Saturday, December 02, 2006

The Comfort of the Cage

As I have written to numerous Congessmen, Senators, newspaper editors, pundits, bulletin boards, blogs, and whomever else I can target with my unsolicited suggestsions: America can -- and must -- do three practical things immediately. (1) Cut off all funding for the occupation of Iraq. (2) Revoke any and all legal "authorizations" for the occupation of Iraq. (3) Punish the Vice President and President perpetrators of the occupatoin of Iraq.

I call these suggestions "practical" because we Americans did precisely these three things to bring the War on Vietnam quagmire to closure in the mid-nineteen seventies. So I know what to do. I've seen it done before. No reason on earth exists to keep us from doing the same necessary things now. But as I see the not-even-sworn-in-yet Democratic Congress pre-emptively surrending any and all inclination to do any one of these three things, let alone all of them simultaneously, I cannot help but think of those lines Eowyn spoke to Aragorn when he asked her what she feared most in life. Said she, defiantly:

"A cage. To live behind bars until use and old age have accepted them and all chance for valor or renown has passed beyond recall or desire."

It seems to me that our newly-elected Congessional representatives have lived in a presidential military-industrial cage so long that even with the door of it now open for escape, they willingly choose the comfort of their captivity rather than the valor or renown that a past generation of their kind won for themselves by leaving it and striking down the tyranny of an imperial president . I once thought Gore Vidal had gone too far when he called Americans "among the most easily frightened people on earth." Now, however, I have to agree that -- at least as represented by the Congress of the United States -- such a summary dismissal of self-satisfied subservience hardly seems more than a commonplace observation of the awful truth.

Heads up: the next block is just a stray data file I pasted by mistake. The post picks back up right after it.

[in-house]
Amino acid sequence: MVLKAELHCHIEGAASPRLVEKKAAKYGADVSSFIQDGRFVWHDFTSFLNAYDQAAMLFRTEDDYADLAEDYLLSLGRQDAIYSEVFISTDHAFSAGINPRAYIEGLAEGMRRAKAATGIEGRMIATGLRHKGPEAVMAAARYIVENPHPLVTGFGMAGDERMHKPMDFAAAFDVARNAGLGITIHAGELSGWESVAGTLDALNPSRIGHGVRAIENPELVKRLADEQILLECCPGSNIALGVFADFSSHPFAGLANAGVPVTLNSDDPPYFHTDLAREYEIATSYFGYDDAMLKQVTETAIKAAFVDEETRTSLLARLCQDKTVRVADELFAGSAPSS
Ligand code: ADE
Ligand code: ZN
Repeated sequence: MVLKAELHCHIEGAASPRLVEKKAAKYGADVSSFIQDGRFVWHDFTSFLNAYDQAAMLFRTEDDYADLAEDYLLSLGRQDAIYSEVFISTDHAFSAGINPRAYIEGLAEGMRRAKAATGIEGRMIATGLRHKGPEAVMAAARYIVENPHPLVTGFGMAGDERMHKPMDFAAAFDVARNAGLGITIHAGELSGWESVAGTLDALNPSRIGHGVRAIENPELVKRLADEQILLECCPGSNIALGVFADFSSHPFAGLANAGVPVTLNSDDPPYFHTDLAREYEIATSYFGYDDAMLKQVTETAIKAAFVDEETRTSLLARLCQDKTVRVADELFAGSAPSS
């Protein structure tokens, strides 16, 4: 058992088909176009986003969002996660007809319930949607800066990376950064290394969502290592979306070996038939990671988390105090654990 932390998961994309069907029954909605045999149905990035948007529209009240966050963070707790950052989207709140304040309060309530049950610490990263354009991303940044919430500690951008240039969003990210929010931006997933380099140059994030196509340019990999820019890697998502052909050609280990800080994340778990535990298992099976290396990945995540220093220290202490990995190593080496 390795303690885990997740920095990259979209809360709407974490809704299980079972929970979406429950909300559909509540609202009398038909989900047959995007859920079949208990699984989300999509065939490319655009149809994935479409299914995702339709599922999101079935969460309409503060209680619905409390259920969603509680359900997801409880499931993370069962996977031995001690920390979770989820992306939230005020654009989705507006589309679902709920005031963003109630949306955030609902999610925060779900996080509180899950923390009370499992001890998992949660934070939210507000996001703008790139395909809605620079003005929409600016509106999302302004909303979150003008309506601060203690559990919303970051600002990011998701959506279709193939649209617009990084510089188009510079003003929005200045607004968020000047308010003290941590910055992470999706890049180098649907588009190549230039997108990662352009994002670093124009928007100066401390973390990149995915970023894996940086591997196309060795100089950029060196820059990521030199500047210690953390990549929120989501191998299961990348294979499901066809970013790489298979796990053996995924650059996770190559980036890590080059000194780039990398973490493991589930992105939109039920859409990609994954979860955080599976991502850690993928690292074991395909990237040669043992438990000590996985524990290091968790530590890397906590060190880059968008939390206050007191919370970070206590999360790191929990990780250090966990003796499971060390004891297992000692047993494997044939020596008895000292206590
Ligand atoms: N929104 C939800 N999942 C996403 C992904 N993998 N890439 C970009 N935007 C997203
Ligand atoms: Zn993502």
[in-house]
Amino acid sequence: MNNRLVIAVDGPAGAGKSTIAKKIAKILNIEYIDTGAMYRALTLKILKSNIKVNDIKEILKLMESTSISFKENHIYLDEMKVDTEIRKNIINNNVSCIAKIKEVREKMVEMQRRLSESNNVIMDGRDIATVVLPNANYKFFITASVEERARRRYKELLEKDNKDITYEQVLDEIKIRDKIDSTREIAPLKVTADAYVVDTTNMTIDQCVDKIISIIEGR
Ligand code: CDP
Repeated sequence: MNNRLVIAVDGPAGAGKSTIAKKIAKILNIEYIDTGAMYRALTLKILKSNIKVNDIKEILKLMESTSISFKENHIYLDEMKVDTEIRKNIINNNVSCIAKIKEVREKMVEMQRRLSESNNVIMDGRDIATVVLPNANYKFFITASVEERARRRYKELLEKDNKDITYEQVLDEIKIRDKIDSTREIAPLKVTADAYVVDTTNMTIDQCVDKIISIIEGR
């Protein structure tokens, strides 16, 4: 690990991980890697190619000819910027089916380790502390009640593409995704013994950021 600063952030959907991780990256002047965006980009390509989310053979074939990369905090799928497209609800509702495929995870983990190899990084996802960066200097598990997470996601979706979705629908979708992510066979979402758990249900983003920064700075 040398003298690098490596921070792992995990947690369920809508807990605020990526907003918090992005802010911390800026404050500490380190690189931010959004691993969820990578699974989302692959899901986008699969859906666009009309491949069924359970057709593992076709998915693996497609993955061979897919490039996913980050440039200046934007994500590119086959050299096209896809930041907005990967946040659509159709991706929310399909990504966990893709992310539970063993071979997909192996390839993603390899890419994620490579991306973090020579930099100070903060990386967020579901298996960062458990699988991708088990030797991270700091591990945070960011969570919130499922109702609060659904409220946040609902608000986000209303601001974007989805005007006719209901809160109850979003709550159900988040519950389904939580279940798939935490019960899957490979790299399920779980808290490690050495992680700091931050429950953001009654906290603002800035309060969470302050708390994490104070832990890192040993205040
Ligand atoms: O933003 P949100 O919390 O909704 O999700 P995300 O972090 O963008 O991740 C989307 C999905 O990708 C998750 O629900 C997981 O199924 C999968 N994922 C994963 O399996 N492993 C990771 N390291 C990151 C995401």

Like Frodo Baggins, we know what we have to do. We just fear to do it. Until we do the necessary things, though, I think we should turn our frustration with the fraudulent into some form of creative resistance through rowdy rhetoric and rhyme. George Owell said we could change the political zietgeist by starting at the verbal end, like Confucius said, too: by "rectifying the names."

So let us all cease calling mercenaries "contractors" and innocent bystanders "collateral damage" and civil war "democratization." And let us above all not confuse the captivity of the cage with all the comforts of home.


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